seaweed bacon

Seaweed That Tastes Like Bacon Discovered

Who doesn’t love bacon? For bacon lovers out there (that’s you, me and everyone else!) here’s a bit of good news for you: there’s now seaweed that tastes like our favorite food. The researchers at the Oregon State University have patented this seaweed and they claim that when you cook it, it tastes just like bacon.

This new strain of seaweed, which is a type of red marine algae, can be mistaken for red lettuce except that it’s translucent. What’s even better is that it has twice the nutritional value of kale. So what you have here is basically healthy bacon! Isn’t that amazing? If you can’t live without bacon, maybe this seaweed will be a great alternative for you – you can eat it every day for as long as you want and you won’t have to worry about any ill effects on your health. Yep, we’re all for it.

Chris Langdon and his team of researchers at Oregon state began growing this new seaweed strain while aiming to find a good source of food for edible sea snails (abalone) which is very popular in Asia. Often, this strain grows in the Atlantic and Pacific coastlines.

But in the process of growing this seaweed, Langdon and his team found something really interesting. Langdon and his colleague Chuck Toombs discovered that the seaweed they were growing had a potential to become really big in Oregon.

Toombs set off to work with the Food Innovation Center at Oregon State which creates foods with seaweed as its primary ingredient.  According to Langdon, no company in the United States grow read algae for human consumption but it’s been consumed by people for centuries throughout northern Europe.

Langdon says that if you fry the seaweed, it really tastes like bacon with a very convincing bacon flavor.
Currently, there are no analysis being done to discover whether this bacon-seaweed can be practical for commercialization but it seems to offer a lot of potential for the vegetarian and vegan markets (we think it has a potential in all markets, really!). The MBA students of professor Toombs are working on a marketing plan for this innovative line of specialty foods.

There are red algae available in US markets already but they are of a different strain from the bacon-tasting seaweed. Langdon grows as much as 30 lbs of this stuff weekly but he intends on increasing production in 3-folds.

A Little Bacon Trivia

For all of bacon lovers out there, why exactly do you (or we) love bacon? According to some survey, the average American eats close to 18 pounds of bacon in one year which is really a LOT of bacon. People love bacon so much that we’re not at all surprised when we hear stories of women receiving bacon roses on Valentine’s Day.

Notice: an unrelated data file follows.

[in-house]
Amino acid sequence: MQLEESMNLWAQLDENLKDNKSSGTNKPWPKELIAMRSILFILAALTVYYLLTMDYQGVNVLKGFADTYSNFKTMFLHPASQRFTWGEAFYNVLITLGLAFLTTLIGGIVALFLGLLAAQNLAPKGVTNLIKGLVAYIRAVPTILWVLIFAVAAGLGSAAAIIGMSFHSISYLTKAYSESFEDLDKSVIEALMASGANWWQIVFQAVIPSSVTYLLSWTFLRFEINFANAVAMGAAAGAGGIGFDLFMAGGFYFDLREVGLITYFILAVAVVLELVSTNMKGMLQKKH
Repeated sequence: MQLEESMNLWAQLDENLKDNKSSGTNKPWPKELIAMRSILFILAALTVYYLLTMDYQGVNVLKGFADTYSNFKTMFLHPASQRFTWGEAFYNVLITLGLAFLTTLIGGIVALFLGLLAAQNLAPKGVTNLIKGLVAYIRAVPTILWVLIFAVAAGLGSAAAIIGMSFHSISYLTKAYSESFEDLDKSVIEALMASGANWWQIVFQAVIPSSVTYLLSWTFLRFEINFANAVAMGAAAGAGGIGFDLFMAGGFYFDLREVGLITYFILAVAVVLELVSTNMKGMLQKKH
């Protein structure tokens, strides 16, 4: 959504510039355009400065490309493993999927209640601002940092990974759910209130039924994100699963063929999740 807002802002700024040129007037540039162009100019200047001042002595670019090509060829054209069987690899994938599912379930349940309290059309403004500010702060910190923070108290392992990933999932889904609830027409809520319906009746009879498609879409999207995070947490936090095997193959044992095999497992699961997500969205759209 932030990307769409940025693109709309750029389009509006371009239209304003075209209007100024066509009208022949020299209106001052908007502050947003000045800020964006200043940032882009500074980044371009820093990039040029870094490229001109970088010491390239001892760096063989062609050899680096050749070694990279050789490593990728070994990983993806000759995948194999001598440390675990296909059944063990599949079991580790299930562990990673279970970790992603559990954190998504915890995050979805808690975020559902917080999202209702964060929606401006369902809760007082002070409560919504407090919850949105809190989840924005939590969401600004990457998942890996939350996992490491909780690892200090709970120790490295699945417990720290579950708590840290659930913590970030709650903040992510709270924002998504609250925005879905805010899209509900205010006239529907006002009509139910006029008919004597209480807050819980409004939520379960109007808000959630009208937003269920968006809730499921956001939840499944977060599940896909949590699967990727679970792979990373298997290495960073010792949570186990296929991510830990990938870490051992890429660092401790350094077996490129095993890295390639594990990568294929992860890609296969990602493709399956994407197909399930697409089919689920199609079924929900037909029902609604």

But there’s actually a scientific explanation for our love for bacon. According to an AsapScience video, when you heat bacon, the fats melt along with amino acids and sugar which produces a unique chemical reaction. When this reaction occurs, it releases around 150 volatile organic compounds present in bacon and it floats in the air to create a heavenly smell, which in turn, stimulates a mouthwatering response.

Unfortunately, while bacon is such a wonderful food, it also causes nasty effects to our health. To begin with, bacon packs a punch when it comes to calories – 18 lbs of bacon equals 44,000 calories. If these are excess calories, it would translate to close to 13 lbs of body fat. But even if you plan to burn all those calories in the gym, bacon still contains saturated fat which is very unhealthy and can lead to heart disease and stroke. When you cook bacon, its nitrites will react with the amino acids and become converted into a carcinogen known as nitrosamines. Health experts are quick to point out however that to be at risk of cancer (through bacon consumption) you’d have to eat a LOT of bacon. Nevertheless, it’s a risk most of us don’t want to take.

So why put your health at risk when there’s now a better and healthier alternative? Seaweed has long proven to be very healthy. It boosts the immune system to help fight off diseases from bacteria and viruses, and it’s also low in calorie so even if you’re trying to lose weight, eating this new strain of bacon-tasting seaweed won’t be a problem. Red algae also contain antioxidants which fight free radicals that cause damage to our cells.

We don’t know about you but we’re really looking forward to getting our hands on this newly discovered seaweed!

Category: General Food

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